OmniWeb Tweaks I’d Like to See

OmniWeb 5In spite of its imperfect feature set, I still find myself using the Omni Group’s OmniWeb 5 browser day in and day out. I like it, and I want it to succeed. But I can’t help but keep a mental tally of tweaks I’d like to see made to the interface. So last night I took a screen shot of the browser (using my trusty copy of Snapz Pro X), sat down in front of Photoshop, and started mocking up some of those ideas.

Very quickly, here are some details of what I came up with — the images on the left are how they appear in OmniWeb and the ones are the right are my tweaks. I’ll say right up front — the majority of these ideas were swiped from other browsers, especially Safari, so if they look suspiciously familiar, there’s why. There’s also a full size comp available.

My Favorite Kind of Favorites Bar

The current favorites bar is too cluttered, so I’ve done a few things to reduce the visual noise: First, I’ve increased the height of the bar by a few pixels to give the items it holds a little room. Second, I’ve gotten rid of the Finder-like folder icons that OmniWeb uses to indicate a folder of bookmarks, and replaced them with little disclosure arrows.

And third, for links not enclosed in folders, I’ve converted the favicons — the little 16 pixel squares that Web sites display next to their URL — to grayscale in the off-state; I figure when users roll-over the links, OmniWeb can display the full-color versions.

OmniWeb Tweak 1
Above: the old OmniWeb favorites bar, at left, and my tweaked version, at right. Below, the current OmniWeb location field and Google search field, at left, and my changes, at right.

You’ll also notice, I’ve added a very faint vertical dotted line between the links to help separate them better. I think this prevents them from running together, a problem I’ve had with Safari.

Finally, I’ve added a little Close widget to the far left of the favorites bar. Now, I know that this is absolutely the wrong place for such a control, and to be honest, I couldn’t come up with the right place for it. But I really, really want a way of closing a browser tab in addition to the Close widget that the browser tucks in the visual tab drawer (see below for a glimpse of that). OmniWeb’s visual tab drawer is a great innovation, but not having a Close widget somewhere at the top of the window — where Close widgets always reside — can be disorienting.

The Right Side

These buttons have gone out of style, but I find it very, very handy to have a Go button to the right of the location field. Probably on more occasions than the average user, I find myself without a keyboard while using my Mac (I won’t go into why). In those instances, I need to be able to do as much as possible with only a mouse, including pasting URLs into the location field and telling the browser to go to that location. Without a button like the one with the gray arrow I’ve added above, that’s impossible.

OmniWeb Tweak 2

Just to the right of that is the now-ubiquitous Google search field. I like it, but I have two quibbles: OmniWeb should swipe Apple’s SnapBack feature — the orange arrow icon I’ve added — which allows you to return instantly to your Google search results regardless of how far you’ve wandered away from them by clicking through various links. And second, the fringing on the field’s edges are cosmetically inelegant (they appear that way on one of my Macs, anyway); here I’ve very quickly cleaned them up.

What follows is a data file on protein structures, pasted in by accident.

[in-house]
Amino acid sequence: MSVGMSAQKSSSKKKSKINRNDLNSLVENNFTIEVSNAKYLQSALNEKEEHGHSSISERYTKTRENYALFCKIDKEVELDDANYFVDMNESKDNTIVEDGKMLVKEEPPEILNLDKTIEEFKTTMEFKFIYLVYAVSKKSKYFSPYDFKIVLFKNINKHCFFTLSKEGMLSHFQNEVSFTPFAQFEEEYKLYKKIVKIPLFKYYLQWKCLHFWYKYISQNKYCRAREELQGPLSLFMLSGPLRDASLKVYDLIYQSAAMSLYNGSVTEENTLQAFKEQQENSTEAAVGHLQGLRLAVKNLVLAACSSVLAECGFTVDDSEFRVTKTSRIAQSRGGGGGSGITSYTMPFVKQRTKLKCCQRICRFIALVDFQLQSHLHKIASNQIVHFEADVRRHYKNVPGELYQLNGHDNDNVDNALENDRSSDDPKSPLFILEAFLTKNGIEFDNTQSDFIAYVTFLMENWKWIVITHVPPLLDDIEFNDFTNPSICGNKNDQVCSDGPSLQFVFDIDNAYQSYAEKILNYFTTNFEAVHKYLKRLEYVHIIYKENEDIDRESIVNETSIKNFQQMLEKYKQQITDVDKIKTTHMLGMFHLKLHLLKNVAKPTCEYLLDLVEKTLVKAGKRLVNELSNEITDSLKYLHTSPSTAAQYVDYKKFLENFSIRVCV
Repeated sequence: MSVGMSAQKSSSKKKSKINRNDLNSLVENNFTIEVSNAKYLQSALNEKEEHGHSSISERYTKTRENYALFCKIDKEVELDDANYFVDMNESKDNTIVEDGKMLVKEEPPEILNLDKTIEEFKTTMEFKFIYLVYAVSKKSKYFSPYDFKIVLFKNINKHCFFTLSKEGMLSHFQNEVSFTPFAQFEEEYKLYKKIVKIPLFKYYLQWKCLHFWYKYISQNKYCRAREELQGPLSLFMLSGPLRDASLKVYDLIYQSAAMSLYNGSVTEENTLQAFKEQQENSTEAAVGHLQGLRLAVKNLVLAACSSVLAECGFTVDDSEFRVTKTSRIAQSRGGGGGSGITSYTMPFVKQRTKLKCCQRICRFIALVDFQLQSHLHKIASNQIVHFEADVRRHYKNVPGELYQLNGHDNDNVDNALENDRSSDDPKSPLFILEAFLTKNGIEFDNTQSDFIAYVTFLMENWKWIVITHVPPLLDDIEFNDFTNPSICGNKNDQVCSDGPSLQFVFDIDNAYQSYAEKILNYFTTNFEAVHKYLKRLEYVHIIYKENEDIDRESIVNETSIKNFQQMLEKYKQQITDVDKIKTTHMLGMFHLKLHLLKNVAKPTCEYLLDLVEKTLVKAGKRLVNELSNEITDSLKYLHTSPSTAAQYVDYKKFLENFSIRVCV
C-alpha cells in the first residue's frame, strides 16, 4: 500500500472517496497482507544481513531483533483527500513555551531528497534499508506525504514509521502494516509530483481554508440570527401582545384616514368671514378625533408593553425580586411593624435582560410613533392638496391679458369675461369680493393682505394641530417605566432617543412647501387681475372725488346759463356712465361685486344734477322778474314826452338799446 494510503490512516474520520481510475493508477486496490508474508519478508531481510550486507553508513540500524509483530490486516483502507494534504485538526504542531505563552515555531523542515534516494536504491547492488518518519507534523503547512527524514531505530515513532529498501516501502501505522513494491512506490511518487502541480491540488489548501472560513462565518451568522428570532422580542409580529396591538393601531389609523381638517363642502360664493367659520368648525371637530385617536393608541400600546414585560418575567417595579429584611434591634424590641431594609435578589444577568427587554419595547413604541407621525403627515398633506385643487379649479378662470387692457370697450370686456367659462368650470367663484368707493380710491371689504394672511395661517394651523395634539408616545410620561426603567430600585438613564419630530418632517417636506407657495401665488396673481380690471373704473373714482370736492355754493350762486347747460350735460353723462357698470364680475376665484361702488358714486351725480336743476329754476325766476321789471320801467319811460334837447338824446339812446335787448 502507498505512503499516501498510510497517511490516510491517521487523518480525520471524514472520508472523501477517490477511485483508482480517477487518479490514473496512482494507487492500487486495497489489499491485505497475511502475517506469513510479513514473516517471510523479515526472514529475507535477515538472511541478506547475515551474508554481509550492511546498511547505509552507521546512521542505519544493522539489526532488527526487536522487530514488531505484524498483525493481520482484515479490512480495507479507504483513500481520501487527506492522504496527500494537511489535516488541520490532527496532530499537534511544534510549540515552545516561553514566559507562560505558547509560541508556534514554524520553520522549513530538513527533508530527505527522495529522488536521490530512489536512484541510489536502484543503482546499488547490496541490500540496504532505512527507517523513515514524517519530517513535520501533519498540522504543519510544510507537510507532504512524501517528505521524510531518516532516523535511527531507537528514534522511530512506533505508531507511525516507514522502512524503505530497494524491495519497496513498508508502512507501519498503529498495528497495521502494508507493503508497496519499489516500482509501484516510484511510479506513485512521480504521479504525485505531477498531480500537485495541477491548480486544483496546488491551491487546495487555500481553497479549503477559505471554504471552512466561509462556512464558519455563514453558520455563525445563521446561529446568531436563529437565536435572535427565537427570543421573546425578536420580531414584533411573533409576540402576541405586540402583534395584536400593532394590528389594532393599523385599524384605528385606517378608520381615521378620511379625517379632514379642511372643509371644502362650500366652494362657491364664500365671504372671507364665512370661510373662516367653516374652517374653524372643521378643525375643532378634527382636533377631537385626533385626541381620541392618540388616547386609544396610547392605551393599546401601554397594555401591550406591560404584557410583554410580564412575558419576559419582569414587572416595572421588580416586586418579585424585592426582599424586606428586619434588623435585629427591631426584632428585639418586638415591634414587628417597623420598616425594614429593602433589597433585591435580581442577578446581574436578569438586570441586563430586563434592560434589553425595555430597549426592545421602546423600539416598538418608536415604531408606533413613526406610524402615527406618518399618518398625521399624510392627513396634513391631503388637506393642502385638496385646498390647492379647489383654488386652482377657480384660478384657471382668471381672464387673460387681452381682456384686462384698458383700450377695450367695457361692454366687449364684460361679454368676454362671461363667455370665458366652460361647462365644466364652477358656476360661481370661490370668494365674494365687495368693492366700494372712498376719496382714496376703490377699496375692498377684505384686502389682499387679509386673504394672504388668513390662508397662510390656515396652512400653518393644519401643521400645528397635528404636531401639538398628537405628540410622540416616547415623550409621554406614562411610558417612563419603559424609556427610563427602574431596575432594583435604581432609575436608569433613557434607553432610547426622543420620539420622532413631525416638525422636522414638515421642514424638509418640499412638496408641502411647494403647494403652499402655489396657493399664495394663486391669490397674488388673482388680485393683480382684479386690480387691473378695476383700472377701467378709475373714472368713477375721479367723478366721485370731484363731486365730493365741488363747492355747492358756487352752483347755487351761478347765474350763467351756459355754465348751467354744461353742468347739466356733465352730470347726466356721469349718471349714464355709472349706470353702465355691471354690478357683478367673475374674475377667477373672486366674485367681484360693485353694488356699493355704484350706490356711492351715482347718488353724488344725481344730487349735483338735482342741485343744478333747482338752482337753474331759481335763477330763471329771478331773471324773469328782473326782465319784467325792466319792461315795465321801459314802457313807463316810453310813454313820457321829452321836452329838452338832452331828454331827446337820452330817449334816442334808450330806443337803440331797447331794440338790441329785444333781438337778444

OmniWeb Tweak 3

Show Me the Flash

As I mentioned above, OmniWeb’s visual tab drawer is awesome, even if it does tuck away a tab’s Close widget in a sometimes-inconvenient location. But something else irks me about it: if you have a Flash movie taking up a large part — or all — of a Web page, the thubmnail that OmniWeb produces is essentially blank. My mock-up here shows a thumbnail of, the top half of which would normally be just a blank gray field because of its generous use of Flash. This is, no doubt, a nontrivial feat that would require some tricky engineering, but to really fulfill the promise of OmniWeb’s innovation, I think it’s a must.

Above: OmniWeb, at left, currently can’t generate Flash thumbnails. In my version, at right, it can.


Keep in mind that this was all done ad hoc, thrown together a bit brutishly and no doubt lacking in some measure of thoughtfulness. Mostly, these suggestions just represent the changes that would benefit me, so I’m not saying they’d stand up to any level of serious heuristic evaluations or anything. And they’re certainly not meant to be beautiful, either. When it comes to designing applications — real, desktop-bound applications, not the awkward approximations you see on the Web &#8212 there are many, many more skilled designers than me. +


  1. I like your take on the the favorites bar. While using OmniWeb I gave it a go but ended up hiding it and using the menu bar bookmarks.

    If OmniGroup could make it folder icons be arrows and give it more space I think I would use it.

  2. I had to chuckle about your comments regarding the display of flash images in thumbnails. While I totally agree that this is something OmniWeb should do, it’s exactly the extra kind of feature I can see talking my QC team into marking down from a priority bug to a ‘nice-to-have’ to be implemented in the future. What percentage of web pages does the average user of OmniWeb visit that contain large areas of Flash content? I wouldn’t think it’s a very high number.

  3. another thing is the preview doesn’t handle ebay very well. all of my thumbs are white.

  4. One thing that I’d like to see is some use of the ‘auto-show’ aspect of the Dock, for things like the favourites bar, and perhaps the tab drawer.

    For the favourites bar, this might be combined with the ‘minimise’ mechanism that the old Mozilla employed to collapse their tool bars.